A reprint of a classical work in the Princeton Legacy Library. Originally published in 1992.
The Right Tools for the Job examines scientific practice through studies of research tools in an array of twentieth-century life sciences. The contributors draw upon and extend the multidisciplinary perspectives in current science studies to understand the processes through which scientific researchers constructed the right – and, in some cases, the wrong – tools for the job. The articles portray the crafting or accessing of specific materials, techniques, instruments, models, funds, and work arrangements involved in doing scientific work. They demonstrate the historical and local contingencies of scientific problem construction and solving by highlighting the articulation between the tools and jobs. Indeed, the very "rightness" of the tools is contingently constructed, maintained, lost, and refashioned.
The cases examined include evolutionary biology laboratory systems (James R. Griesemer), the plasmid prep procedure in molecular biology (Kathleen Jordan and Michael Lynch), models in the human ecology of African pastoralists (Peter Taylor), the micromanometer in metabolic studies (Frederic L. Holmes), genetics research and the role played by Planaria (Gregg Mitman and Anne Fausto-Sterling) and by corn (Barbara A. Kimmelman), quantitative data in field biology (Yrj Haila), taxidermy in natural history (Susan Leigh Star), technical standardization in bacteriology (Patricia Peck Gossell), and the discipline of immunology as the tool for stabilizing conceptual definitions in the field (Peter Keating, Alberto Cambrosio, and Michael Mackenzie).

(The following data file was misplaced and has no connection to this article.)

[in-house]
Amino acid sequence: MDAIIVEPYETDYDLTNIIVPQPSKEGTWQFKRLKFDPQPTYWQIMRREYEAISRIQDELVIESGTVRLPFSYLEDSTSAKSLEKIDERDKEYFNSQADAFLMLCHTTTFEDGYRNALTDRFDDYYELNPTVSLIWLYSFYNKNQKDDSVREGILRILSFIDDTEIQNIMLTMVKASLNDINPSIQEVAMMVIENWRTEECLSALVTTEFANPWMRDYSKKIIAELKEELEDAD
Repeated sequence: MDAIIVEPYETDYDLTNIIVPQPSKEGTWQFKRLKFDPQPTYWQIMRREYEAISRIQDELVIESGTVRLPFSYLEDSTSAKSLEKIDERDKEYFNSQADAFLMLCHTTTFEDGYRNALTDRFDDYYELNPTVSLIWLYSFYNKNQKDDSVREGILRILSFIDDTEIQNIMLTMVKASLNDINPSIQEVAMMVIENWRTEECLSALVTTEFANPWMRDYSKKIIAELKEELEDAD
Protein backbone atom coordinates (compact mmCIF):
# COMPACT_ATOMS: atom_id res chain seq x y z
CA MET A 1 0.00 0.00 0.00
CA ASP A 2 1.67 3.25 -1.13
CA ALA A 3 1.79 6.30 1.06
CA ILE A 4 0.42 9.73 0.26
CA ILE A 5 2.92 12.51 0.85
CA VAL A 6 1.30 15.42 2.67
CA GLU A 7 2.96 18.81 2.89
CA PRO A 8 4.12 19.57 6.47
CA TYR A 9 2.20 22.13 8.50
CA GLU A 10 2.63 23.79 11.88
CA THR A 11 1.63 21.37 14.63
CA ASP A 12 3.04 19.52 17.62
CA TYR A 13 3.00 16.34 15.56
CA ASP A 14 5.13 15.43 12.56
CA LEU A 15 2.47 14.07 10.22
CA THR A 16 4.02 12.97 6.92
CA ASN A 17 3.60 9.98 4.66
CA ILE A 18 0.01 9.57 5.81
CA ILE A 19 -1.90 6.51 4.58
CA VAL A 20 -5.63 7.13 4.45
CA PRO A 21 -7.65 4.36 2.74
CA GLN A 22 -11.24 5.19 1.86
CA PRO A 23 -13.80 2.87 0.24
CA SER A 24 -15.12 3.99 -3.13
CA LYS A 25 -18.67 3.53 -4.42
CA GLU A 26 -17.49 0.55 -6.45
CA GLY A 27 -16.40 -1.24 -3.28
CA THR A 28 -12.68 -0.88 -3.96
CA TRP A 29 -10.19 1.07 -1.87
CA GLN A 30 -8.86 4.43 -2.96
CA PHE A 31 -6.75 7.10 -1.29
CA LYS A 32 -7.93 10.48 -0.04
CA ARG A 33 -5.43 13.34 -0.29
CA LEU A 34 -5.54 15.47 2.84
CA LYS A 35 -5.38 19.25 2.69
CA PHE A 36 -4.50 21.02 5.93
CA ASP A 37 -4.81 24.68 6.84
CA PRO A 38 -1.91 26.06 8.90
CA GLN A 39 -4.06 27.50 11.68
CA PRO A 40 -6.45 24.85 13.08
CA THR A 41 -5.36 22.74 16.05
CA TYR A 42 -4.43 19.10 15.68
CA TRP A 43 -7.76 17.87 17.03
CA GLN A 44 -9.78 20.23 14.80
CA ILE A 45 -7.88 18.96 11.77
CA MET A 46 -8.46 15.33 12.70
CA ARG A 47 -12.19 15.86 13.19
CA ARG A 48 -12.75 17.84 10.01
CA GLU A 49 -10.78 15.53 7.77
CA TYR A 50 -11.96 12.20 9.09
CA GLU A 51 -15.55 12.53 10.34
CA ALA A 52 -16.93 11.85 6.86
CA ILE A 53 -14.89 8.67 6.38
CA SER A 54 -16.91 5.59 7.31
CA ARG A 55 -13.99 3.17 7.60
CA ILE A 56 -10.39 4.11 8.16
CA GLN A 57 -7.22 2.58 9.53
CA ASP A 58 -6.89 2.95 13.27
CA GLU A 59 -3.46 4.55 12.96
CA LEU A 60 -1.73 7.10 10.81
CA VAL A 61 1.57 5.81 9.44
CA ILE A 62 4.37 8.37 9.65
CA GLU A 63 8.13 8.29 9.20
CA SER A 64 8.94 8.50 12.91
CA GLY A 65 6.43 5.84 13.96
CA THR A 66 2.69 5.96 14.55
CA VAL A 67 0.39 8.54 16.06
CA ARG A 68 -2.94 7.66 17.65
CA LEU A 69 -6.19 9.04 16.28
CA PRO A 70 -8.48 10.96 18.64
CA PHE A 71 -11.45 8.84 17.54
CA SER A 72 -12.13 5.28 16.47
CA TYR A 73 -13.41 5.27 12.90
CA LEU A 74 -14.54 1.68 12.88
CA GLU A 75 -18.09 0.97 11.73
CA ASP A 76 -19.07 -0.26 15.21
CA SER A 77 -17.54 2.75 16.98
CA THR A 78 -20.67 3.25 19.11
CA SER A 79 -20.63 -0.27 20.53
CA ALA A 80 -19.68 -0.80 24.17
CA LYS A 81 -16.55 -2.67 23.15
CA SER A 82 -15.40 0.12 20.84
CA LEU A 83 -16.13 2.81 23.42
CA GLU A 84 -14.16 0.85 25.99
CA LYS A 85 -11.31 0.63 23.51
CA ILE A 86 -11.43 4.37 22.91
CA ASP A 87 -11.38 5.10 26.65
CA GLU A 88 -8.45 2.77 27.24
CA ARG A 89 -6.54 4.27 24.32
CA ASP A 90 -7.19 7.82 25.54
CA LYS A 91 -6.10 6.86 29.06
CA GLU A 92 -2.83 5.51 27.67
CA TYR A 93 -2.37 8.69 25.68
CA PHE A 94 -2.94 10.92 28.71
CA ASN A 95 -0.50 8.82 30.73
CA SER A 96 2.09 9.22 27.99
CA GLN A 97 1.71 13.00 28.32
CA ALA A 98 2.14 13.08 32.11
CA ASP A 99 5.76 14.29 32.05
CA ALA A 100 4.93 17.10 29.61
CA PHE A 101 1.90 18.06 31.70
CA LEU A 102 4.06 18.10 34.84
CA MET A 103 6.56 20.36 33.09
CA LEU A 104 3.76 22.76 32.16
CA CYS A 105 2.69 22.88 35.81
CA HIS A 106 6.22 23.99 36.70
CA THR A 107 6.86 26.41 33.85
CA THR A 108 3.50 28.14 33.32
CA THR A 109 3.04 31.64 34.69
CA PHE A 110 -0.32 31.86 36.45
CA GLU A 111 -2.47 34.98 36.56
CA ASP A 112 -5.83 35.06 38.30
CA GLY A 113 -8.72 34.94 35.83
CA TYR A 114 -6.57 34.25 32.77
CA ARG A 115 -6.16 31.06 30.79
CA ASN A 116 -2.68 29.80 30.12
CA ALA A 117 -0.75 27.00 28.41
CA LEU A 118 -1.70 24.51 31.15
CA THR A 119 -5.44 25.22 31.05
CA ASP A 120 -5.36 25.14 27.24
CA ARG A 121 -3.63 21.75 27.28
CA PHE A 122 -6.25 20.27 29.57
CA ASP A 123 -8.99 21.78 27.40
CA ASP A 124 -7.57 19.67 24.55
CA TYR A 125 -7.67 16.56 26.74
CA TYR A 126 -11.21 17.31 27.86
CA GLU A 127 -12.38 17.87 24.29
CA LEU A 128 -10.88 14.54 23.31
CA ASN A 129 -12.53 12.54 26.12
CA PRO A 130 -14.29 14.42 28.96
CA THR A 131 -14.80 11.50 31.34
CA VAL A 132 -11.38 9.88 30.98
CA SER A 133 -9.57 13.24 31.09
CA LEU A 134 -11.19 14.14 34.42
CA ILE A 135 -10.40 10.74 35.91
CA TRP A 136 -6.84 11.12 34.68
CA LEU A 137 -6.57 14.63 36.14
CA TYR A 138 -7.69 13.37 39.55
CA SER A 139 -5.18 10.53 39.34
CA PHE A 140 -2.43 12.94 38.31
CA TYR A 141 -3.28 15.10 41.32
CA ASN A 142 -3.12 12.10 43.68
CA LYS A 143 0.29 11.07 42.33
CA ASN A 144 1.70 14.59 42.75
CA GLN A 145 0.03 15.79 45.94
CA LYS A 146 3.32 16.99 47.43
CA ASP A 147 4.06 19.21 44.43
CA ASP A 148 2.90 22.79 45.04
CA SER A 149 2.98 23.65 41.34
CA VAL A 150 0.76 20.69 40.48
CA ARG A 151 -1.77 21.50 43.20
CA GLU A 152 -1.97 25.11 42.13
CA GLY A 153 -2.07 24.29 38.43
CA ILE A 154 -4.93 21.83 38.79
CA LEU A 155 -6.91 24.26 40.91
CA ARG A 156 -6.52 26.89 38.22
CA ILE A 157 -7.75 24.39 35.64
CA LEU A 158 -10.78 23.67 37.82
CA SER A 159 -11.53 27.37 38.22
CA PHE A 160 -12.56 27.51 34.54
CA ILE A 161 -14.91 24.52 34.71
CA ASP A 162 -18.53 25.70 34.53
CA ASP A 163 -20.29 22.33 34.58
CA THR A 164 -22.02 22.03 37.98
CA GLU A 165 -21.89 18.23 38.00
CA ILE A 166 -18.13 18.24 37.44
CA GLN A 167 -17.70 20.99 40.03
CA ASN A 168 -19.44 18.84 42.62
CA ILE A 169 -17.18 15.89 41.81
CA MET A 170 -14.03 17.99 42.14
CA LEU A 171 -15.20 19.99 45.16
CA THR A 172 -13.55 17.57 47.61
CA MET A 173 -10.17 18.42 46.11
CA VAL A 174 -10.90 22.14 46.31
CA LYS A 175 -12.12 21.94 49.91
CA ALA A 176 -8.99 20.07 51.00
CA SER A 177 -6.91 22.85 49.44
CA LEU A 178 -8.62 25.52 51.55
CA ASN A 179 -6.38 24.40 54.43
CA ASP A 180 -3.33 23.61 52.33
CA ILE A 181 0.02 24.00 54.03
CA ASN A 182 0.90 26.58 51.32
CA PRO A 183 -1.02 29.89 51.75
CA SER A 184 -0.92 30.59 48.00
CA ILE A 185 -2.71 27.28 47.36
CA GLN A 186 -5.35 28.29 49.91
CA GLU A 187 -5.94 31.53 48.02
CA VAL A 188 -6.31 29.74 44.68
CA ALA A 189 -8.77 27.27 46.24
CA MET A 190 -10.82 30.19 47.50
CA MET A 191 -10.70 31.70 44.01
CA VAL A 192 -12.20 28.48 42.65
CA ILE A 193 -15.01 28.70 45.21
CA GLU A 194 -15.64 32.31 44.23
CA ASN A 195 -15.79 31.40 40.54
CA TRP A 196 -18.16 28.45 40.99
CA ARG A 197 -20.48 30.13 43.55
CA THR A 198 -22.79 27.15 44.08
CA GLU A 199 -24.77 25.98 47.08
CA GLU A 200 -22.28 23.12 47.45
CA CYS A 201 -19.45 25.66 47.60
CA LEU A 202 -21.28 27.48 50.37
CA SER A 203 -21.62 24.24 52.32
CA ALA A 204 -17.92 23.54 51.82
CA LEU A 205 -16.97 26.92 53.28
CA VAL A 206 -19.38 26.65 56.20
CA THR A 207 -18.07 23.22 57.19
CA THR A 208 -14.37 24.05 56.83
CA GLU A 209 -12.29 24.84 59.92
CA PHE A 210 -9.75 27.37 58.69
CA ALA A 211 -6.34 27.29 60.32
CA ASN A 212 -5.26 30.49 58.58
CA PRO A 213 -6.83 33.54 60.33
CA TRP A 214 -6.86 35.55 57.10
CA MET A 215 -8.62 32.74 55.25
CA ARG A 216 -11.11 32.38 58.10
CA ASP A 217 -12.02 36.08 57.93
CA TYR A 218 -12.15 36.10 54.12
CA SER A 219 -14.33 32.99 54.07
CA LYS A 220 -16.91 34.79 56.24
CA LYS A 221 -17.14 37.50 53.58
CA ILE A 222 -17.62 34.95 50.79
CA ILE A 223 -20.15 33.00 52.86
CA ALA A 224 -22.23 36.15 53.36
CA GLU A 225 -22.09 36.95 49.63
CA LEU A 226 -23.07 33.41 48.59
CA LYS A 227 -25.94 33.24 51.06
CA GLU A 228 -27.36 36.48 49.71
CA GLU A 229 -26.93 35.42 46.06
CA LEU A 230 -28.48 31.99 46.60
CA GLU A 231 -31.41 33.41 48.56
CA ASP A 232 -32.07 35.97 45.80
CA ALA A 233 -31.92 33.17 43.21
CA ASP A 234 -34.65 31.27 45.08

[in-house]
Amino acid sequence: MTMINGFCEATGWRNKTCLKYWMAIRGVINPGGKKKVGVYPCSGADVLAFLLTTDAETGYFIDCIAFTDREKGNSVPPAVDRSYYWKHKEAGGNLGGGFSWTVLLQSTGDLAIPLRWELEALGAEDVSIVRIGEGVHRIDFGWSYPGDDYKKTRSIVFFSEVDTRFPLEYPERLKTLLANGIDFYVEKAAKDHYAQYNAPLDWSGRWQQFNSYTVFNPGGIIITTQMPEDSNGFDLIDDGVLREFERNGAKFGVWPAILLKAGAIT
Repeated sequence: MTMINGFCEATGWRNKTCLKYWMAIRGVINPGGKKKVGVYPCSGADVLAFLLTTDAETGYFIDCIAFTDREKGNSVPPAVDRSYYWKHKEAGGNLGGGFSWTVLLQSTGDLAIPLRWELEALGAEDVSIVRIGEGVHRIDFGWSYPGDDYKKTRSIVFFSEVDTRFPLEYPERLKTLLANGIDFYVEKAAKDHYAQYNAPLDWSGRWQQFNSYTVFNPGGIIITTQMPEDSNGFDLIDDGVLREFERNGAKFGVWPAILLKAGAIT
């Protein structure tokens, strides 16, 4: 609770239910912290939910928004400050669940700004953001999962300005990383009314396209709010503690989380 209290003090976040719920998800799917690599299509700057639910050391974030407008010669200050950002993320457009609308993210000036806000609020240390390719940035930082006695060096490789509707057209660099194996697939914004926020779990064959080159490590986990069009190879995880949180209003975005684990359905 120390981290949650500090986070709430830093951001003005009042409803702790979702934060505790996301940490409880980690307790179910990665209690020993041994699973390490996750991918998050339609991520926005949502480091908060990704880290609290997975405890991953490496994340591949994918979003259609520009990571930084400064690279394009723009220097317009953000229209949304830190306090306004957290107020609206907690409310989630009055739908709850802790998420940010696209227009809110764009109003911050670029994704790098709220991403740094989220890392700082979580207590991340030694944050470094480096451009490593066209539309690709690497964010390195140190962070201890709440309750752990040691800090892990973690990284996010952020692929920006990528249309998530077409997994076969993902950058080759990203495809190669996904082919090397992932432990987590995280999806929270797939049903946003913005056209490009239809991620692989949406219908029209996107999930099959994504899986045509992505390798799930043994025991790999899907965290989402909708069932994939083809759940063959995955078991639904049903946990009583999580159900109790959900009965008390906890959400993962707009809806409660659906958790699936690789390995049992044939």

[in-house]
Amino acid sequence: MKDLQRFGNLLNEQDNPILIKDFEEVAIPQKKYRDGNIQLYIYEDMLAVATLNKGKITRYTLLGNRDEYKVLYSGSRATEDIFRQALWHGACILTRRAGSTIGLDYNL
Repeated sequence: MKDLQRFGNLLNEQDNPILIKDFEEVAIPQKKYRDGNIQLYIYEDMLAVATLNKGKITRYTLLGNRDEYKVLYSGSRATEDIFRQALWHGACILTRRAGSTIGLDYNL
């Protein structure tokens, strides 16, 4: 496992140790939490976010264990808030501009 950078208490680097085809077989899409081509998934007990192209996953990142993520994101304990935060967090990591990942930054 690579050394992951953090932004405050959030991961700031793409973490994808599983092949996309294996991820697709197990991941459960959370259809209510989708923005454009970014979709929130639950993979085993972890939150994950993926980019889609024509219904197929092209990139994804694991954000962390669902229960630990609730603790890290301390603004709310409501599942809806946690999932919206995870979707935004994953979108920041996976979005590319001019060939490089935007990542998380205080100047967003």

Pt. 1 Introduction
1 What Tools? Which Jobs? Why Right? 3
Pt. II Co-Constructing Tools, Jobs, and Rightness
2 The Role of Instruments in the Generative Analysis of Science 47
3 The Sociology of a Genetic Engineering Technique: Ritual and Rationality in the Performance of the "Plasmid Prep" 77
4 Re/constructing Socioecologies: System Dynamics Modeling of Nomadic Pastoralists in Sub-Saharan Africa 115
Pt. III Disciplining the Tools
5 Manometers, Tissue Slices, and Intermediary Metabolism 151
6 Whatever Happened to Planaria? C. M. Child and the Physiology of Inheritance 172
7 Organisms and Interests in Scientific Research: R. A. Emerson's Claims for the Unique Contributions of Agricultural Genetics 198
8 Measuring Nature: Quantitative Data in Field Biology 233
Pt. IV Changing Constructions of Tools, Jobs, and Rightness
9 Craft vs. Commodity, Mess vs. Transcendence: How the Right Tool Became the Wrong One in the Case of Taxidermy and Natural History 257
10 A Need for Standard Methods: The Case of American Bacteriology 287
11 The Tools of the Discipline: Standards, Models, and Measures in the Affinity/Avidity Controversy in Immunology 312
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